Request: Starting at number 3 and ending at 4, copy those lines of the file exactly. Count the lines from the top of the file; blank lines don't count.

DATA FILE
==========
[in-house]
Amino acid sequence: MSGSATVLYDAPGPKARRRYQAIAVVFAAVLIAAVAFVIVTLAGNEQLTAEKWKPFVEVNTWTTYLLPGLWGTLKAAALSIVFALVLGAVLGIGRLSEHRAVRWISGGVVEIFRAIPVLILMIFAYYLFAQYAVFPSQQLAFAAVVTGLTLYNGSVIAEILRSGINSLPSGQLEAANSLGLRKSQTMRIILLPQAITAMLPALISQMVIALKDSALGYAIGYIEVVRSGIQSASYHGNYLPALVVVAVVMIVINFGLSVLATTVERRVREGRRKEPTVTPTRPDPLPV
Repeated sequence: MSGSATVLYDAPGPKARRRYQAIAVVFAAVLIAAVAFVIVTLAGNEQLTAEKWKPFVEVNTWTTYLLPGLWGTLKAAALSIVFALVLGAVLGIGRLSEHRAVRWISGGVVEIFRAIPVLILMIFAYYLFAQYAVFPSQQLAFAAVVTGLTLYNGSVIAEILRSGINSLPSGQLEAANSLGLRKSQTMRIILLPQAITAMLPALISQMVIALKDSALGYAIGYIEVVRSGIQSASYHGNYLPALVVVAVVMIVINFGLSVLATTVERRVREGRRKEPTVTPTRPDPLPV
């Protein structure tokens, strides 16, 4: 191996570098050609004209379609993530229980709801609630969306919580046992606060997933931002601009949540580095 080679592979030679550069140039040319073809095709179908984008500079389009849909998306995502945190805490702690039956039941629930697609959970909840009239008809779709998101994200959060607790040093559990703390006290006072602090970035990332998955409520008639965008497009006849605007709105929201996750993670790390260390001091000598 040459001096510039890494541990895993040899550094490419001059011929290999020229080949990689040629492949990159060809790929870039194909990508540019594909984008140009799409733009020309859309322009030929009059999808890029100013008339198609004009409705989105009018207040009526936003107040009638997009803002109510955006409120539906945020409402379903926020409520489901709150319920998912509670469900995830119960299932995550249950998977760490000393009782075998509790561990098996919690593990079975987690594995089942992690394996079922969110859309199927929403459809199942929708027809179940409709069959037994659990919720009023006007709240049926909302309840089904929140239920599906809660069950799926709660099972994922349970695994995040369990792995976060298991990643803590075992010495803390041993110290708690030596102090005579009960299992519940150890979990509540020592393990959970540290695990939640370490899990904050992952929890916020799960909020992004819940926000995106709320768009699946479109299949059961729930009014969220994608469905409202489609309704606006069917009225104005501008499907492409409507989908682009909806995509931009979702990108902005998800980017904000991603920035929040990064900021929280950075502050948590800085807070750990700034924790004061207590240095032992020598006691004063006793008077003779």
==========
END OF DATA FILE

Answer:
Repeated sequence: MSGSATVLYDAPGPKARRRYQAIAVVFAAVLIAAVAFVIVTLAGNEQLTAEKWKPFVEVNTWTTYLLPGLWGTLKAAALSIVFALVLGAVLGIGRLSEHRAVRWISGGVVEIFRAIPVLILMIFAYYLFAQYAVFPSQQLAFAAVVTGLTLYNGSVIAEILRSGINSLPSGQLEAANSLGLRKSQTMRIILLPQAITAMLPALISQMVIALKDSALGYAIGYIEVVRSGIQSASYHGNYLPALVVVAVVMIVINFGLSVLATTVERRVREGRRKEPTVTPTRPDPLPV
């Protein structure tokens, strides 16, 4: 191996570098050609004209379609993530229980709801609630969306919580046992606060997933931002601009949540580095 080679592979030679550069140039040319073809095709179908984008500079389009849909998306995502945190805490702690039956039941629930697609959970909840009239008809779709998101994200959060607790040093559990703390006290006072602090970035990332998955409520008639965008497009006849605007709105929201996750993670790390260390001091000598 040459001096510039890494541990895993040899550094490419001059011929290999020229080949990689040629492949990159060809790929870039194909990508540019594909984008140009799409733009020309859309322009030929009059999808890029100013008339198609004009409705989105009018207040009526936003107040009638997009803002109510955006409120539906945020409402379903926020409520489901709150319920998912509670469900995830119960299932995550249950998977760490000393009782075998509790561990098996919690593990079975987690594995089942992690394996079922969110859309199927929403459809199942929708027809179940409709069959037994659990919720009023006007709240049926909302309840089904929140239920599906809660069950799926709660099972994922349970695994995040369990792995976060298991990643803590075992010495803390041993110290708690030596102090005579009960299992519940150890979990509540020592393990959970540290695990939640370490899990904050992952929890916020799960909020992004819940926000995106709320768009699946479109299949059961729930009014969220994608469905409202489609309704606006069917009225104005501008499907492409409507989908682009909806995509931009979702990108902005998800980017904000991603920035929040990064900021929280950075502050948590800085807070750990700034924790004061207590240095032992020598006691004063006793008077003779």